Colours of Wildlife: African Mole Cricket

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African Mole Cricket

Willem is a wildlife artist based in South Africa. He says "My aim is simply to express the beauty and wonder that is in Nature, and to heighten people's appreciation of plants, animals and the wilderness. Not everything I paint is African! Though I've never been there, I'm also fascinated by Asia and I've done paintings of Asian rhinos and birds as well. I may in future do some of European, Australian and American species too. I'm fascinated by wild things from all over the world! I mainly paint in watercolours. . . but actually many media including 'digital' paintings with the computer!"

African Mole Cricket

Time for another invertebrate! I seem to be stuck on crickety critters. This is an African Mole Cricket, Gryllotalpa africana. This one's scientific name translates as almost exactly its common name – 'African cricket mole'. Of course it's a cricket, not a mole, just mole-like because of its lifestyle! This is a sturdy little cricket, though just about 3 cm/1.2" long, but with very powerful forelegs. I remember them from way back when I lived in Pretoria. One came into the house and my dad explained to us what it was. I found it fascinating! If you hold it in your hand, it will use those strong forelegs with the mole-like claws to try to pry your fingers apart so that it can escape! The 'hands' have finger-like extensions, but these are nothing like the fingers of vertebrates; they're extensions of the hard outer cover (exoskeleton) that protect the forelegs. The skeleton of the torso is also very tough and hard, but that of the abdomen is softer. Like those of other arthropods, the muscles are inside this hard shell. It hurts a bit when the cricket tries to force its way out of your hand, but not much. Some people think this cricket can give a painful bite, like the Parktown Prawn, but it can't, having much smaller and weaker jaws. Some people even believe it can sting, because it has two sharp pointy-things, called cerci, on its backside, but these are soft and just used for feeling. Mole crickets eat plant roots, and are harmless to humans.

Crickets of the Underground

Mole crickets have a vast distribution but there are not many species. The African Mole Cricket occurs over most of the continent. It occurs over the entirety of South Africa, from the driest deserts right into the moistest forests! But everywhere it needs moist soil, and therefore in dry regions is only found in permanently moist spots such as riverbanks. It is adaptable and commonly occurs in gardens. It can be a minor pest, mainly occasionally spoiling bowling or golf greens, and may mar the immaculate appearance of a lush lawn. If your lawn is rather untidy like mine, no-one will see the difference! Mole crickets don't occur in vast numbers, and are kept in line by insect-eating birds like Hadeda ibises. They don't really have defenses. Their hind legs are not as long and strong as those of some other cricket and grasshopper species, and only have a few weak spikes on them. They can fly quite well though.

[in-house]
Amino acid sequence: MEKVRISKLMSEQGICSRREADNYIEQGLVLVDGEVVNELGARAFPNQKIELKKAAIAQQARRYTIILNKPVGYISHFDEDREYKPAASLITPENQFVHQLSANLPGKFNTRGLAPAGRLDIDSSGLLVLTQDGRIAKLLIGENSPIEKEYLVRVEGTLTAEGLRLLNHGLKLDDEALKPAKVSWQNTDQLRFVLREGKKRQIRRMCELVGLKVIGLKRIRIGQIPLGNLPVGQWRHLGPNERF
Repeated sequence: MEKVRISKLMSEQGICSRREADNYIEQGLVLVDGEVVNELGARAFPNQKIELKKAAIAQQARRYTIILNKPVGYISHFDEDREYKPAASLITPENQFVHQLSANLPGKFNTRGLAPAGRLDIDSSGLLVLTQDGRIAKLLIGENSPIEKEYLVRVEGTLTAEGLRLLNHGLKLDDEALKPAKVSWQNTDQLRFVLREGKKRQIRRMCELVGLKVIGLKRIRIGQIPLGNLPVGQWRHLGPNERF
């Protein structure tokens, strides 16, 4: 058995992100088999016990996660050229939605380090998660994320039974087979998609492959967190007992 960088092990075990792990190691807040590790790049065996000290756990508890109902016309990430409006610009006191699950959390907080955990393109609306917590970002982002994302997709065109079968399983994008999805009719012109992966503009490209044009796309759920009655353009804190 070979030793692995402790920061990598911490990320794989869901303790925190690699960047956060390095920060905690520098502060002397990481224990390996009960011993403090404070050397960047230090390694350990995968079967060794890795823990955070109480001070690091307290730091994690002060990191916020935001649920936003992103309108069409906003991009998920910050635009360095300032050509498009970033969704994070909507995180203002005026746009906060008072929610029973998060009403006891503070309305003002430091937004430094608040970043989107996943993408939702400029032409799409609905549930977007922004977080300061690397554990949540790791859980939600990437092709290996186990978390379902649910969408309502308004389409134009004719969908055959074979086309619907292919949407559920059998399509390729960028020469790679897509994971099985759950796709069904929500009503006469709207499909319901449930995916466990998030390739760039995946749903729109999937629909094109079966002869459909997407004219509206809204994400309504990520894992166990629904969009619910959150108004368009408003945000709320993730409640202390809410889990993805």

Like other crickets, mole crickets make sounds using their wings. If you look at my picture, you'll see that the forewings are pretty small, only extending about halfway down the abdomen. The hindwings, used for flight, are folded in underneath the forewings, but the long tips stick out well beyond. The forewings have 'files', strips with many evenly-spaced ridges, on their surfaces. The cricket rubs the forewings over each other, these 'files' rasping and the ridges cross each other, and this makes a buzzing sound. It is the male who calls, sitting in the front 'parlour' of his burrow, offset from the main tunnel (up to 1 m in length), which amplifies the sound. The buzz goes on uninterrupted for a long time, and can be difficult to locate.

Female mole crickets mate with the males and then lay their eggs in a nesting chamber at the end of their burrow. The babies go through 10 larval stages before reaching adulthood. They don't go through as extensive a metamorphosis as butterflies, beetles or bees, the baby crickets looking much like the adults apart from lacking wings. They also don't make pupae, but go through a series of moults, the final one culminating in the adult form. The full process takes two years to complete.

In spite of the unobtrusive underground lifestyle of this cricket, it is often seen above-ground. It flies around at night and is often attracted by the lights in people's homes. If they can enter they will land and scurry about the floor, frustrated by not finding suitable soil to live in! They give some people the heebie-jeebies, such as my sister and some of my art class friends, who will run away from it as from a spider or snake! But I feel this species is misunderstood, being simply a mostly harmless little insect with a quite fascinating level of adaptation to its burrowing lifestyle.

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